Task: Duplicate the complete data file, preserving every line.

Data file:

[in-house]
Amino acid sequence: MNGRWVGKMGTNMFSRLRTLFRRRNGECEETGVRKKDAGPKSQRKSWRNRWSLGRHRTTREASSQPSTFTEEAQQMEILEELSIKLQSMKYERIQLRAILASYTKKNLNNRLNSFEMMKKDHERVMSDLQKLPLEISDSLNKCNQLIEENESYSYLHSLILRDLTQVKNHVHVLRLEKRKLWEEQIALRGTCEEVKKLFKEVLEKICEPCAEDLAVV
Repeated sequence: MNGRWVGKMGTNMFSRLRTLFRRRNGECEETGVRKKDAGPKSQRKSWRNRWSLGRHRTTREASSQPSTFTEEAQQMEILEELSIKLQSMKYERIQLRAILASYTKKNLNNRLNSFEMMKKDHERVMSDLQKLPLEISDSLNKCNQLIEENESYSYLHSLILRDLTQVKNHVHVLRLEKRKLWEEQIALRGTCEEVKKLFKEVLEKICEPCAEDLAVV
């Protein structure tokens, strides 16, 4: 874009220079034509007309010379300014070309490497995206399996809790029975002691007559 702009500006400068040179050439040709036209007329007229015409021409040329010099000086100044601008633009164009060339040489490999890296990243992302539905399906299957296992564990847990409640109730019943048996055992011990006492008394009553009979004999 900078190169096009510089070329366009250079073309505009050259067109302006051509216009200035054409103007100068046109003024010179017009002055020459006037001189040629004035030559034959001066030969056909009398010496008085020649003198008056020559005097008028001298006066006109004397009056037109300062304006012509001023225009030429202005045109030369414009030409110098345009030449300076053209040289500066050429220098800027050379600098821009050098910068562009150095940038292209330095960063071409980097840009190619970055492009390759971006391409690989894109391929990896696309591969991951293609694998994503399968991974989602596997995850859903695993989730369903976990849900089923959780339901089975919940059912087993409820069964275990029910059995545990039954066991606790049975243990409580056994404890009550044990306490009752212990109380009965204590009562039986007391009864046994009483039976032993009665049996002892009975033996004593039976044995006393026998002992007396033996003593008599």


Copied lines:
[in-house]
Amino acid sequence: MNGRWVGKMGTNMFSRLRTLFRRRNGECEETGVRKKDAGPKSQRKSWRNRWSLGRHRTTREASSQPSTFTEEAQQMEILEELSIKLQSMKYERIQLRAILASYTKKNLNNRLNSFEMMKKDHERVMSDLQKLPLEISDSLNKCNQLIEENESYSYLHSLILRDLTQVKNHVHVLRLEKRKLWEEQIALRGTCEEVKKLFKEVLEKICEPCAEDLAVV
Repeated sequence: MNGRWVGKMGTNMFSRLRTLFRRRNGECEETGVRKKDAGPKSQRKSWRNRWSLGRHRTTREASSQPSTFTEEAQQMEILEELSIKLQSMKYERIQLRAILASYTKKNLNNRLNSFEMMKKDHERVMSDLQKLPLEISDSLNKCNQLIEENESYSYLHSLILRDLTQVKNHVHVLRLEKRKLWEEQIALRGTCEEVKKLFKEVLEKICEPCAEDLAVV
């Protein structure tokens, strides 16, 4: 874009220079034509007309010379300014070309490497995206399996809790029975002691007559 702009500006400068040179050439040709036209007329007229015409021409040329010099000086100044601008633009164009060339040489490999890296990243992302539905399906299957296992564990847990409640109730019943048996055992011990006492008394009553009979004999 900078190169096009510089070329366009250079073309505009050259067109302006051509216009200035054409103007100068046109003024010179017009002055020459006037001189040629004035030559034959001066030969056909009398010496008085020649003198008056020559005097008028001298006066006109004397009056037109300062304006012509001023225009030429202005045109030369414009030409110098345009030449300076053209040289500066050429220098800027050379600098821009050098910068562009150095940038292209330095960063071409980097840009190619970055492009390759971006391409690989894109391929990896696309591969991951293609694998994503399968991974989602596997995850859903695993989730369903976990849900089923959780339901089975919940059912087993409820069964275990029910059995545990039954066991606790049975243990409580056994404890009550044990306490009752212990109380009965204590009562039986007391009864046994009483039976032993009665049996002892009975033996004593039976044995006393026998002992007396033996003593008599």